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SUV: More Deadly Than Passenger Cars

You are currently viewing SUV: More Deadly Than Passenger Cars
  • Post category:News

Reports have shown that the SUV poses a greater threat to pedestrians than standard passenger cars.

The data comes from a new U.S. insurance industry study. The study conducted that SUV’s can be built to be safer for the surrounding environment.

The appeal for these vehicles comes from a multitude of functions. For many outdoor enthusiasts, the space and dexterity of the vehicle are exciting features. For many with kids, this provides a safer experience for parents and provides a more appealing ride outside of a minivan.

The safety features inside the car are why many choose to purchase this. On the outside, however, these vehicles have been shown to be more dangerous to those on foot.

The SUV Is Dangerous For Pedestrians

The report states that if an SUV were to hit a pedestrian “the grille strikes the pedestrian’s pelvis or chest.” Where traditional passenger vehicles have a lower front-end, they typically take out the feet or legs. This is still dangerous, but the impact of major bodily organs are at a higher risk from an SUV.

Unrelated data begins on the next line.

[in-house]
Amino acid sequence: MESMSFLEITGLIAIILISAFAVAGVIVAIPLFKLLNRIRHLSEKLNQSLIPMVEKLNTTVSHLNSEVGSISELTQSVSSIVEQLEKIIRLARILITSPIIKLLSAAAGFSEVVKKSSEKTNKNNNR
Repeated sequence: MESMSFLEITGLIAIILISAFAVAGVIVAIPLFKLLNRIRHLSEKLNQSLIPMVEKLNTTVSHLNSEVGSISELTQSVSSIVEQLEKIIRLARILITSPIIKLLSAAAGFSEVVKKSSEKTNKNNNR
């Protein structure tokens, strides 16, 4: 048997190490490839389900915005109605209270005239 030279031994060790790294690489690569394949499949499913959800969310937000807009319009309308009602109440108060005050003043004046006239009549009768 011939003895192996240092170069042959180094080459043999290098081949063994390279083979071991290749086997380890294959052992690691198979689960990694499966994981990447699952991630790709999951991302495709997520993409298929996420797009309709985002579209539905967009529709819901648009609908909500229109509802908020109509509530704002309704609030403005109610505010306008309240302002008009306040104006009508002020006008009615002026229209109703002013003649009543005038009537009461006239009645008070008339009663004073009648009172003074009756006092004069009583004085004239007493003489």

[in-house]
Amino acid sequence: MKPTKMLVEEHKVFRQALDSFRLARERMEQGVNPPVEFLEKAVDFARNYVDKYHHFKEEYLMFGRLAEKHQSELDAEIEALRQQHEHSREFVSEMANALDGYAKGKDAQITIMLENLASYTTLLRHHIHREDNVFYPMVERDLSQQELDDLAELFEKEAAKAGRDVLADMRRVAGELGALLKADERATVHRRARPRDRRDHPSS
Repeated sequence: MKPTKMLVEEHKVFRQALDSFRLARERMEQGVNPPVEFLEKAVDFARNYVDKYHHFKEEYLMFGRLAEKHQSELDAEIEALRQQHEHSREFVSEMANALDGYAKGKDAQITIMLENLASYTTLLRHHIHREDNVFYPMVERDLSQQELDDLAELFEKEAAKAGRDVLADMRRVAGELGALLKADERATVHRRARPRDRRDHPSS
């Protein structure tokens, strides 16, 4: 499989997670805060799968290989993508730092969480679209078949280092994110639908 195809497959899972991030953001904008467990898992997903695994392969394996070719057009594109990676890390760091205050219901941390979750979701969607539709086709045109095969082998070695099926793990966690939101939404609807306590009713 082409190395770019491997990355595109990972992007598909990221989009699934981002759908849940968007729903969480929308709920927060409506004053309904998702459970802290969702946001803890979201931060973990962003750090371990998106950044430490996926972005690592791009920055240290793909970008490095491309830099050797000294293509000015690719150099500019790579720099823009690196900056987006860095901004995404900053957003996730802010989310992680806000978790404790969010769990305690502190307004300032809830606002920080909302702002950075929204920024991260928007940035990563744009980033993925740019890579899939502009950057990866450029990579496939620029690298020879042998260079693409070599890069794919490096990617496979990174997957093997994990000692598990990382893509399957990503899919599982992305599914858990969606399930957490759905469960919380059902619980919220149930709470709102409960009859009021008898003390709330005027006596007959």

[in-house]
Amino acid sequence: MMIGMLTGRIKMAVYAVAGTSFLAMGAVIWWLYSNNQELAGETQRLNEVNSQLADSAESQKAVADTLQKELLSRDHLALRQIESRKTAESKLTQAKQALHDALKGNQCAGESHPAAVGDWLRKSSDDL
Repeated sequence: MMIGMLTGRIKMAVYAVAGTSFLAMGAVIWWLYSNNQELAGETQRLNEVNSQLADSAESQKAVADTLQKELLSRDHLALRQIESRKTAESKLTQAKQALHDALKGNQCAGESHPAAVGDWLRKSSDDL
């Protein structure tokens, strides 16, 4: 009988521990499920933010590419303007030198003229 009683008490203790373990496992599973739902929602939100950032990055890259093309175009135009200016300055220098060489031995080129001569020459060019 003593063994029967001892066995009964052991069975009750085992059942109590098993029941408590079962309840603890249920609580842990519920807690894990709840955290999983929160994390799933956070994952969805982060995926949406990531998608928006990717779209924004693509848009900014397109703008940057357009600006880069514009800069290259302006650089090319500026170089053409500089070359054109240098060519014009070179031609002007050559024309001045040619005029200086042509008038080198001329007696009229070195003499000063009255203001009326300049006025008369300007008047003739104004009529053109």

The study is taken from a survey of 79 crashes fitting the description. Sport Utility Vehicle and Cross-Over Utility Vehicles (CUVs) have more weight sit higher and have a blunt front end.

Another factor to throw in is the tip ratio for SUVs. The standard SUV uses a truck or car chassis and has a weight distribution that focuses more on the top on the vehicle versus have a lower center of gravity. Thus, this adds to a higher potential for tipping.

For many, the SUV seems like the ideal vehicle to fit their needs. From maintaining safe protocols for passengers inside to having the all-around dexterity to tackle environmental obstacles. The SUV market has also seen an uptick in post-COVID-19 sales. This is in part to the current low gas prices.

The study reviewed a low number and will continue to do more research.

“More research will continue to see whether all of the findings hold up in a larger study,” the group said while taking note of the small data size.

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